Now, rounding the leeward mark was a different story. Through the douse, we ended up wing on wing and when we turned through the “power zone” we wiped out. The Dutch coaches had a laugh and were probably thinking “sh#t, these American girls are rogue.” It was awesome.

With a plethora of “firsts” accumulating in our back pockets, a second was bound to happen at some point on this trip. That came to fruition at the Dutch Open Allianz Regatta where we earned a silver medal!

Though there were few boats at the event, there was not a lack of talent. The gold medalists, Odile van Annholt and Elise de Ruyter of the Netherlands, are the current European Champions. Then, taking the bronze was Isaura Maenhaut and Anouk Geurts of Belgium who competed at the 2021 Olympic Games this past summer.

The racing was tight all around the course and our team is proud to say that of the seven races, we rounded the top mark in first place five times. LET’S GO!

After the event, we packed up the boat and headed to The Hague for a few more days of training with the girls. Overall, we learned that all those hours practicing boat-handling domestically paid off. Our maneuvers were top notch and allowed us to capitalize on gains around the course.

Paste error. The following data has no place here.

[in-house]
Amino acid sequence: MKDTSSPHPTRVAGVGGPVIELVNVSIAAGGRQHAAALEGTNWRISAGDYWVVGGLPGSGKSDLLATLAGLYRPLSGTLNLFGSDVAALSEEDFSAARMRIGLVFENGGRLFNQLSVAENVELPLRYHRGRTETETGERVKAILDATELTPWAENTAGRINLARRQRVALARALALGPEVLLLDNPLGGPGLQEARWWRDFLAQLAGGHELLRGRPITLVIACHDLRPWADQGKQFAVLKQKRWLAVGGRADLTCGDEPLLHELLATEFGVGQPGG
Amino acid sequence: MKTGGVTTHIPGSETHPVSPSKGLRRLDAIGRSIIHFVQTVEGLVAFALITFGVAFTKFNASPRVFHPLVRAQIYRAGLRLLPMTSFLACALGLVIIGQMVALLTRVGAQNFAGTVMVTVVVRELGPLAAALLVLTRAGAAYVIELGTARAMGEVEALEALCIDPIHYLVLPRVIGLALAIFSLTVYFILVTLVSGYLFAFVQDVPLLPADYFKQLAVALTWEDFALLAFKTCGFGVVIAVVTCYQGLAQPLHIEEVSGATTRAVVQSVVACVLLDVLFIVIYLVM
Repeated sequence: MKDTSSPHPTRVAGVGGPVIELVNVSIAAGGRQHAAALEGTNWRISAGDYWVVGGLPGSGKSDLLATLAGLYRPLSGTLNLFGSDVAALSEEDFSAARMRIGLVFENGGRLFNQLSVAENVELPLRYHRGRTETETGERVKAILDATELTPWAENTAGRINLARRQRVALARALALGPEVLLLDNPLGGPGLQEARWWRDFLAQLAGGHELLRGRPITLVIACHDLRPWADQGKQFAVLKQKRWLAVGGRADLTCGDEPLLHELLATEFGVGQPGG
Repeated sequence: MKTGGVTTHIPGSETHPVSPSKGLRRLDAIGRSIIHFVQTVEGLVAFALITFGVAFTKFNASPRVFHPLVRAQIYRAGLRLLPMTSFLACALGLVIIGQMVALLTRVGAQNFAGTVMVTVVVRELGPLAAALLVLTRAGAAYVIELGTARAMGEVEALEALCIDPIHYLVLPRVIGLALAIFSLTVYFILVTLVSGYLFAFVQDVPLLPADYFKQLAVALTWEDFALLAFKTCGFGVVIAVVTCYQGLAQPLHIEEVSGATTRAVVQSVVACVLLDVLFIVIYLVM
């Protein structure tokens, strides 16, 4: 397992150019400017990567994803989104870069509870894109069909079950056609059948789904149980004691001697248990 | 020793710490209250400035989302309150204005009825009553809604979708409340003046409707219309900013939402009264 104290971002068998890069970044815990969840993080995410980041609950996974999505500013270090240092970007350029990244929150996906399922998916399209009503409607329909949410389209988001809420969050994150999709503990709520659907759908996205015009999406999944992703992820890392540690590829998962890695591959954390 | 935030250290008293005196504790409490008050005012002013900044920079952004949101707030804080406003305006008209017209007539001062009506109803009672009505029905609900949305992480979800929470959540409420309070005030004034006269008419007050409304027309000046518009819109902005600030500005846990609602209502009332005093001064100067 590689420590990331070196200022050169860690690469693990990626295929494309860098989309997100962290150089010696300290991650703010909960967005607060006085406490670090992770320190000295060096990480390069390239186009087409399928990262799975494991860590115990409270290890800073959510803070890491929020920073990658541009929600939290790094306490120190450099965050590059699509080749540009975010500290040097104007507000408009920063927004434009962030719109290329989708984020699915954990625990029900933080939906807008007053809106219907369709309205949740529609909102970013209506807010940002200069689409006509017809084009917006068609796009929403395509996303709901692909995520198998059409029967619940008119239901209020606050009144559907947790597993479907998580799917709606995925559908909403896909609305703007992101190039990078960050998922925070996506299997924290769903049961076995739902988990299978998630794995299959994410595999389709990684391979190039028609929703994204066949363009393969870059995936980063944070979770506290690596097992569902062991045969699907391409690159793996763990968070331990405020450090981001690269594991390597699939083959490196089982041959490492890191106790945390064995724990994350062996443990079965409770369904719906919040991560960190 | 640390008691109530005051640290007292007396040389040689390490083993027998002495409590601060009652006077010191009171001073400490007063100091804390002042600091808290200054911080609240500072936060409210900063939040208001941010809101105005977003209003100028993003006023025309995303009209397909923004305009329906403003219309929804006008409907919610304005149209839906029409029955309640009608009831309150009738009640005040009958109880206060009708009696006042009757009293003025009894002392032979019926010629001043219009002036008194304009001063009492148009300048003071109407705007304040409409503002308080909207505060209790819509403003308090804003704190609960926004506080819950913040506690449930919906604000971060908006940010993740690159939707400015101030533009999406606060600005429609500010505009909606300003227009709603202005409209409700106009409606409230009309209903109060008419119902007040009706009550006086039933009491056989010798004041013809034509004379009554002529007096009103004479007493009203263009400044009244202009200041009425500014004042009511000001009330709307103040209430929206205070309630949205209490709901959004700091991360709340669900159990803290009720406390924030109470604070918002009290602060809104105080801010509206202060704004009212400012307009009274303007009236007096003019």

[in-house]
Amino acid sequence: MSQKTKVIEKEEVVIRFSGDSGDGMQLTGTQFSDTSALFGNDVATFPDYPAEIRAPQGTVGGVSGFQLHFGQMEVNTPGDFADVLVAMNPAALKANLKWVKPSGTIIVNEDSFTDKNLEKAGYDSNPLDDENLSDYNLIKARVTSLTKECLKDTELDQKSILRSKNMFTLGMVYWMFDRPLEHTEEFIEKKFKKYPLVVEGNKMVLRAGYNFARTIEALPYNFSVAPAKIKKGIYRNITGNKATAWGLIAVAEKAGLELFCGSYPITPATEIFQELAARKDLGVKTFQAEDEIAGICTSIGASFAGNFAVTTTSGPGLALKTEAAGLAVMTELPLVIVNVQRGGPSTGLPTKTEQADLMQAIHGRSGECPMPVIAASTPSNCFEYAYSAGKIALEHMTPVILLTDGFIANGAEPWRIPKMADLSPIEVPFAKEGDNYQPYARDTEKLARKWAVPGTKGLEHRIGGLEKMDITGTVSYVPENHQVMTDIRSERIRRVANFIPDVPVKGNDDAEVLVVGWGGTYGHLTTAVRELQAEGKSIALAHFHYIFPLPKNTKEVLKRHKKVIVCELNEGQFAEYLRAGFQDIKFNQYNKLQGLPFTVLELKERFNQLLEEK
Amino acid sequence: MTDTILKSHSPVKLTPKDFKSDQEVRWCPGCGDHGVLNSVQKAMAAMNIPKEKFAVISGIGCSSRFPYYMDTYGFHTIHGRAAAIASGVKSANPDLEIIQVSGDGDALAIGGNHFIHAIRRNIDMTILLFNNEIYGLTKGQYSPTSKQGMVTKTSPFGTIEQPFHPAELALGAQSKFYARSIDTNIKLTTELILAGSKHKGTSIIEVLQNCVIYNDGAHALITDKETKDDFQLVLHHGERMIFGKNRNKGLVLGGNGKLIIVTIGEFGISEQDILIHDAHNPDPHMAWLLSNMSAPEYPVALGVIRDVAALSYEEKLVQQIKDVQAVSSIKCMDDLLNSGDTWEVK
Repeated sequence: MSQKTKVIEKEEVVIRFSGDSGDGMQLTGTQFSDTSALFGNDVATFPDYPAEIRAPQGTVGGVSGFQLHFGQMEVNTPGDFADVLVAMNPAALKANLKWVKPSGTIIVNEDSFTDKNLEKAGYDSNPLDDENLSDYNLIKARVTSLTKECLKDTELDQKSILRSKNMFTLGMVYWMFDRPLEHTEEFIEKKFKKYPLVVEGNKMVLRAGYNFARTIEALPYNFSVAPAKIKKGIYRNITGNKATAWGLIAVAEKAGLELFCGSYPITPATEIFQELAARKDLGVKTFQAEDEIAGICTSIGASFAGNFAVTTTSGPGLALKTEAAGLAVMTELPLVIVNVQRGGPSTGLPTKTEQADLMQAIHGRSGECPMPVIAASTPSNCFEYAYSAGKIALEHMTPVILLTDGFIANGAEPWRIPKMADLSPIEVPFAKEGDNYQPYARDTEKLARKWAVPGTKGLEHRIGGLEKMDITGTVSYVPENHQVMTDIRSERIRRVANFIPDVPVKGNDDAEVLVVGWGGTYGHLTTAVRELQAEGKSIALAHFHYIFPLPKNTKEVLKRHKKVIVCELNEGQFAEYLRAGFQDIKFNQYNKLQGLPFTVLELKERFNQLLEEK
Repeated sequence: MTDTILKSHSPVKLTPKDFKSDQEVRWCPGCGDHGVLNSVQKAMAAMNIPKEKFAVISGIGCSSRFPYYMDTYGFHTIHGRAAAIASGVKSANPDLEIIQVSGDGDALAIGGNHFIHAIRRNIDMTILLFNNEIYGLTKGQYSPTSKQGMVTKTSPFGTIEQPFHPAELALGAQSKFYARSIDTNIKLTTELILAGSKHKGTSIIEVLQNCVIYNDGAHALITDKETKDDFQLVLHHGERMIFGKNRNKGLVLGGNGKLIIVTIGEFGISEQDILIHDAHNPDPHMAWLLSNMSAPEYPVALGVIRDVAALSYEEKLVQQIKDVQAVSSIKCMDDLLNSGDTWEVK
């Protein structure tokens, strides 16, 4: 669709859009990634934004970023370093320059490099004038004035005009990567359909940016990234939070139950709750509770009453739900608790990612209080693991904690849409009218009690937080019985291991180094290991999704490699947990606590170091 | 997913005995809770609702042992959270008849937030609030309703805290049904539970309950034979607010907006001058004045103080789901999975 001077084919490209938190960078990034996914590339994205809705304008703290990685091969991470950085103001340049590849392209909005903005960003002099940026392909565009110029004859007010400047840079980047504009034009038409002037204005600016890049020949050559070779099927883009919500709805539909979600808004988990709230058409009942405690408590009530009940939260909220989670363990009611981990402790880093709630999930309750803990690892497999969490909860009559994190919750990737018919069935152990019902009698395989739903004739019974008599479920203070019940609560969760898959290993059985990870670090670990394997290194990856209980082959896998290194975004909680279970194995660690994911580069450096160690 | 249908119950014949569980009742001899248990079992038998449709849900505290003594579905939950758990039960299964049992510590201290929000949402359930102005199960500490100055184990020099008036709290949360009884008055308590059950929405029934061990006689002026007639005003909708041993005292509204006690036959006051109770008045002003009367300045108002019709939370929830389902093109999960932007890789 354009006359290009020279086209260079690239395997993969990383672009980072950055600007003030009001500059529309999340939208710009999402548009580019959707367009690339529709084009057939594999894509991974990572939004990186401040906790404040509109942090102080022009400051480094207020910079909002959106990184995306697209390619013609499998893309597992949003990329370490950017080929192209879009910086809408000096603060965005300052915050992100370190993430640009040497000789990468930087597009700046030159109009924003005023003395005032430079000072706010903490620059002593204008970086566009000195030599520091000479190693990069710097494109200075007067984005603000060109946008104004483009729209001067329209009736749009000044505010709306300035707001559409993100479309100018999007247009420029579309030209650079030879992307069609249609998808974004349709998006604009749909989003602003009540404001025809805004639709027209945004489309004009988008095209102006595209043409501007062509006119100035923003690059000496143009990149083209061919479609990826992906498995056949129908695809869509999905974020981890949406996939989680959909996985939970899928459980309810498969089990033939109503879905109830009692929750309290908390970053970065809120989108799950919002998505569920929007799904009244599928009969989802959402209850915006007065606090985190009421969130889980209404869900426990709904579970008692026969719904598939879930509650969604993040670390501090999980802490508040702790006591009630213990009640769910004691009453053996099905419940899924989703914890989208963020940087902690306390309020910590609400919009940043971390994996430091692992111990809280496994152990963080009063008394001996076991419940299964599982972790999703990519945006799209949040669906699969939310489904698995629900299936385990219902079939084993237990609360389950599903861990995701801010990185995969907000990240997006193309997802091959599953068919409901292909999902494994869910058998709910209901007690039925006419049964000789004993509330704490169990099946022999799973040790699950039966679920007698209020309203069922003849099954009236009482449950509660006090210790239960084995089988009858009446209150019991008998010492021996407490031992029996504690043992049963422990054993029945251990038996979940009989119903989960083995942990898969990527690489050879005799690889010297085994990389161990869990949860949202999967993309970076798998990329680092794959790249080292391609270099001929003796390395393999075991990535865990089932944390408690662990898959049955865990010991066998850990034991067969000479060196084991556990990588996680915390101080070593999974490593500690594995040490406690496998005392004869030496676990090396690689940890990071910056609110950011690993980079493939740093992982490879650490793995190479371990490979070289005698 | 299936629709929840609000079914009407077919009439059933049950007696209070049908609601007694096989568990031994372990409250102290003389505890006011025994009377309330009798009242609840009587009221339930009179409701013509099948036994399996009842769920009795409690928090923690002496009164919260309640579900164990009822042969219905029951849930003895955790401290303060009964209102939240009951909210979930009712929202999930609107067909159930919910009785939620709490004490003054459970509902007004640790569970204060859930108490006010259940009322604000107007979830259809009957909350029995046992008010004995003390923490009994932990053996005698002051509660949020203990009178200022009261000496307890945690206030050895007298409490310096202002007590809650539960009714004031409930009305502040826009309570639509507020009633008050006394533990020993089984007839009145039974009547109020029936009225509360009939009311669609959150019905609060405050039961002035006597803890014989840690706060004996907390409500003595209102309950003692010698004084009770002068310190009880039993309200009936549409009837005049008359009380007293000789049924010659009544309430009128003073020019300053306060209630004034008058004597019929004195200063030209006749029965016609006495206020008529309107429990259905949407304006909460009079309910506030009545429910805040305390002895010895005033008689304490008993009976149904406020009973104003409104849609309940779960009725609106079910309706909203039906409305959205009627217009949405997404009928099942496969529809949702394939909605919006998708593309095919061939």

Also, competing in a smaller fleet was a great way to dip our toes into engaging with other boats before the 2021 49erFX World Championship commence this month. We had an awesome time working with Jorge and though he will not be joining us for this next event, we are thrilled to have him on our team as a resource moving forward.

On October 31st, we flew out to Oman for the 2021 Worlds! Sprawled out on the seats, sleeping with blankets over our heads, and not making a sound for seven hours, some may say we pulled off a ghostly disguise effortlessly. BOO!

Our plan upon arrival is to take the first few days to assemble our boat and then hit the water with our coach Luther Carpenter to start our pre-regatta training. The event starts on November 16 and we will be constantly updating our social media pages to keep you all in the loop as we lead into the racing. Thank you, we love our friends, family, and supporters. GO USA!

P.S. – Though we enjoy being side-by-side every moment together, we are stoked about the bed situation at the Worlds. Unlike Holland, we each will have our own mattress accompanied by a beautiful sea view of the Gulf of Oman. Who knows…we may even have our first fight over who gets the bed closest to the window.

Above Photo: Lucy is far left with Erika to her side.

Paris 2024 Olympic Sailing Program
Men’s One Person Dinghy – ILCA 7
Women’s One Person Dinghy – ILCA 6
Mixed Two Person Dinghy – 470
Men’s Skiff – 49er
Women’s Skiff – 49erFx
Men’s Kiteboard – Formula Kite Class
Women’s Kiteboard – Formula Kite Class
Men’s Windsurfing – iQFoil
Women’s Windsurfing – iQFoil
Mixed Multihull – Nacra 17

Venue: Marseille, France
Dates: July 26-August 11